In the end, I got the job! We then broke down the answers, debriefed the entire process, and they all said it had been beneficial to see the interview done by someone who does it well and is a professional. I pointed out too that the interview had gone very much like a conversation back and forth and to this they agreed. All in all, it was a great exercise, and I encourage other Facilitator’s out there to consider this approach and try it out. Put the responsibility on the group and it’s a great learning opportunity for them. I was very proud of each one of them for putting in the effort.

Today the group ends. Two have already got hired in the two weeks, and others have further interviews ahead and all are awaiting a response from jobs applied to. Each member has moved forward in their capacity to job search and has improved or corrected a job search issue in some way over the two weeks. I’m hopeful that our time together has enabled them to start new habits and build new patterns of behaviour that ultimately will help them gain financial independence through employment in the near future.

All the best

Wish Me Luck At My Interview Today!


Today it’s my turn. After giving a great deal of advice and sharing my thoughts on the job interview process, today I get to put myself up for judgement when I have an interview for a Customer Service Representative job with Target. I sure do hope it goes well!

Actually, what is really happening is this. I am nearing the end of facilitating a two-week intensive job searching group. During this workshop, I’ve had the opportunity to do a mock interview with each one of the participants 1:1 and in each case, they have had to tell me the position they are going for and the company they are being interviewed by. Then I get into the role of an interviewer from that company and we go from there. Today, I offer myself up to the group as a whole, and they will conduct an interview with myself as the applicant.

Here is how it works. I’ve told the group that collectively they must decide what questions to ask me, in what order, and that they will be in full control of the process. I will wait outside the classroom until one of them comes out to introduce themself and  bring me into the room. How they set up the room for the interview is up to them. I’ve asked them to pose questions to me that they might have difficulty answering in order to see how I might respond. They are to watch my non-verbal behaviour, check out my posture, what I bring to the interview, how I make a first impression and a lasting impression.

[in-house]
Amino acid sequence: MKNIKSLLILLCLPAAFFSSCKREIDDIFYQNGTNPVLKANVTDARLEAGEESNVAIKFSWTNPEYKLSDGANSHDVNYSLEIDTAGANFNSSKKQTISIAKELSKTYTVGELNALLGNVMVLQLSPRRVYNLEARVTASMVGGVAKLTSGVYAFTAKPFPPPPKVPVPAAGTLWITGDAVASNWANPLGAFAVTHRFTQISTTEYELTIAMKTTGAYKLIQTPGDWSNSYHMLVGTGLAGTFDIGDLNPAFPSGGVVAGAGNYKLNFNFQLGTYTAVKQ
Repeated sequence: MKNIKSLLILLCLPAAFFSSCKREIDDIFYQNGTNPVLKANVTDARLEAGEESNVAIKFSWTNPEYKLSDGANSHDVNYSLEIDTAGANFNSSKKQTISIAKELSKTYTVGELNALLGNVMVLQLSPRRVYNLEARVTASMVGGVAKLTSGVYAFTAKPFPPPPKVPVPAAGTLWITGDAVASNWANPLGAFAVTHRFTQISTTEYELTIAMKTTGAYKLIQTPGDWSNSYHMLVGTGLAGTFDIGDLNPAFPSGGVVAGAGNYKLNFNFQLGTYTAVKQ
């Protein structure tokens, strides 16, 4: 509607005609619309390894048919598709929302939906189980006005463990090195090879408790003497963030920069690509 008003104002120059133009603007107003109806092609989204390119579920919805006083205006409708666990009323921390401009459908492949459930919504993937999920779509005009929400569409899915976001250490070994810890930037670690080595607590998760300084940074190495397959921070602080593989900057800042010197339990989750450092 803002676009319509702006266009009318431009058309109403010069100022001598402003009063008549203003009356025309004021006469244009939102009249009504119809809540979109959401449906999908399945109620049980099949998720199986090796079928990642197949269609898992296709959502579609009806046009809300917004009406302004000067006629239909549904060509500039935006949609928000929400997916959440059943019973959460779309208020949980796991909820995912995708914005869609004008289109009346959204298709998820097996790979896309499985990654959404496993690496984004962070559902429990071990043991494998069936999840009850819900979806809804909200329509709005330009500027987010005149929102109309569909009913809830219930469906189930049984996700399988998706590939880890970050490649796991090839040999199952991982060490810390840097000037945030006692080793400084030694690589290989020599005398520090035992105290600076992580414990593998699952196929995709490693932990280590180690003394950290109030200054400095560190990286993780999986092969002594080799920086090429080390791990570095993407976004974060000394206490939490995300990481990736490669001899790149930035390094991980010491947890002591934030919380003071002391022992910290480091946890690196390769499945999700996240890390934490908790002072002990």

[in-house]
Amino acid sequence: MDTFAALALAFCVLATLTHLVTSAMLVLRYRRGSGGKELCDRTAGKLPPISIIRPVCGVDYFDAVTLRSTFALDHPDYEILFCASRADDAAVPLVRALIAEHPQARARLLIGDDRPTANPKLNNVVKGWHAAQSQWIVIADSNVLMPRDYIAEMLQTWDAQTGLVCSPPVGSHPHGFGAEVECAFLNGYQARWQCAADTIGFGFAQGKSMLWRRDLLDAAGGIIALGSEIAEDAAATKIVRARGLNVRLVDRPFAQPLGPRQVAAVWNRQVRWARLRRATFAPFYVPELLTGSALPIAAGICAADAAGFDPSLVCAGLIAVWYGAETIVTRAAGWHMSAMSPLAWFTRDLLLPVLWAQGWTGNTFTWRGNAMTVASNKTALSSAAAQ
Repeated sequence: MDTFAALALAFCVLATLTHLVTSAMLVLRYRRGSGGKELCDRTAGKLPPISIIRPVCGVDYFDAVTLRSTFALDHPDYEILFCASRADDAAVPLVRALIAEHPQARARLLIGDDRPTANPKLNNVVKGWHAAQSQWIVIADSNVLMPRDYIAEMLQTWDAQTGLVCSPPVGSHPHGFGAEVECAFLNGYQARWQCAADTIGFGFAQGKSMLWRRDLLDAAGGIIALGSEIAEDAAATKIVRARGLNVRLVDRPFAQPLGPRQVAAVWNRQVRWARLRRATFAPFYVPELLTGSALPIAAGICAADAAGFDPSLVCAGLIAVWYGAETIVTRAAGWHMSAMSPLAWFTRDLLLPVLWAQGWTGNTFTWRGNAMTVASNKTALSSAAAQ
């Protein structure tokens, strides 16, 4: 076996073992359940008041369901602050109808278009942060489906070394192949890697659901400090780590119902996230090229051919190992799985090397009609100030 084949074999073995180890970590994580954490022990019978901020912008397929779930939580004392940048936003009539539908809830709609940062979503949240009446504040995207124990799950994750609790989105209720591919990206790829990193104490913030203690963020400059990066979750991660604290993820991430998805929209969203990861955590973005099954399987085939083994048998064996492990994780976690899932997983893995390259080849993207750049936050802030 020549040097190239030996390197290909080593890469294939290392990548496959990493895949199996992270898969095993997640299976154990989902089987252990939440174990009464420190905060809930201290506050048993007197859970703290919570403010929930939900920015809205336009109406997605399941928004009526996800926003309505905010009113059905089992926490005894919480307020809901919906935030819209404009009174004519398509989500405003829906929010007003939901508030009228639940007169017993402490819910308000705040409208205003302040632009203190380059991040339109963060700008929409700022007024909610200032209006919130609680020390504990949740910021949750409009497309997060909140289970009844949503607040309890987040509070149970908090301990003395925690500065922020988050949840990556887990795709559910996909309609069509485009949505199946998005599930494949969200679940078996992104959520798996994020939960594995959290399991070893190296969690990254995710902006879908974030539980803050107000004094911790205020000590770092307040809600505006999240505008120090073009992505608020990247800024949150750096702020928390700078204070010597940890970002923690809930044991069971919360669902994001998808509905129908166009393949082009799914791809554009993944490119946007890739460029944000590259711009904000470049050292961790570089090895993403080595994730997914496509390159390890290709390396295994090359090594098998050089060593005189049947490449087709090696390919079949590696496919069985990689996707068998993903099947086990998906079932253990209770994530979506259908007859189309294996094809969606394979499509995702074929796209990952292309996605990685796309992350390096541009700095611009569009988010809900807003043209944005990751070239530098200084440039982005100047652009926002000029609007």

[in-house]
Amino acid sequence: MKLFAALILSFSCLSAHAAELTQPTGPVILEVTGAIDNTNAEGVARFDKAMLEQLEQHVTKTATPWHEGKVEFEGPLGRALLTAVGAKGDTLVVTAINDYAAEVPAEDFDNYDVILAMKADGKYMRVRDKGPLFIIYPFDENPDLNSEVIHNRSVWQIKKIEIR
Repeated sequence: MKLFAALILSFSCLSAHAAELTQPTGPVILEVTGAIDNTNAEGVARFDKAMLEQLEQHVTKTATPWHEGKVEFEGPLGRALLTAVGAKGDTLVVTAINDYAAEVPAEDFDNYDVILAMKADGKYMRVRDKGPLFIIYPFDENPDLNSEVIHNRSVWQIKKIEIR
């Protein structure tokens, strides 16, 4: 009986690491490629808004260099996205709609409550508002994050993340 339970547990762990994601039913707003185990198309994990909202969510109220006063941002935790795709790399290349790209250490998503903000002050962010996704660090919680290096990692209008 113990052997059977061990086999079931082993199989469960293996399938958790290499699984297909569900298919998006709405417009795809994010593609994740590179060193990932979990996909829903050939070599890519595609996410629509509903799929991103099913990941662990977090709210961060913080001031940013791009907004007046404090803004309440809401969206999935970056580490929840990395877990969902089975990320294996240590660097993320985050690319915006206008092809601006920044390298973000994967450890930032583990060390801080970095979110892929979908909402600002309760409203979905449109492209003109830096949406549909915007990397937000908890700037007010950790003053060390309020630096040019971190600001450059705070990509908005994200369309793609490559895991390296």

What I am hoping to do is show them how to react to a panel interview, which is very different from an interview with a single interviewer. All of the groups I’ve done this exercise with in the past enjoy this day. It gives them a chance to be off the hook and get me into the hot seat as far as they are concerned. What it does for me though is create a situation where they have to dialogue with each other, work cooperatively, still be part of an interview process but with some new insight. They have to record notes of some kind to give me feedback after just like I do with them. The entire time, they have to conduct themselves with some professionalism too.

Now, not every Facilitator wants to expose themself to judgement in this kind of process I guess, but I relish the interview. I figure if I’m giving all this great advice and making many suggestions, they should expect me to be able to put it all into action. It is also a great stress reliever for the group and they usually get a kick out of it. Every now and then someone tries to give me a tough question to stick it to me, but I always tell the group beforehand that while this might be worthwhile as a learning opportunity for them, they have to consider what value they will personally get out of any question posed and answered.

I’ll be hoping I get offered a job. It will be a nice way to conclude our afternoon – after I get feedback from the group and we discuss my performance and how a panel interview differs from the one-on-one interview style. If you are a Facilitator and haven’t used this idea, go ahead and steal it. If you yourself are a participant in a similar class, you might suggest this as a learning opportunity.

I’d be very interested to hear from any other Facilitator who uses something similar, or who has other ideas to share that work for you in your groups. By sharing together, we stay relevant and learning helps stimulate the little grey cells.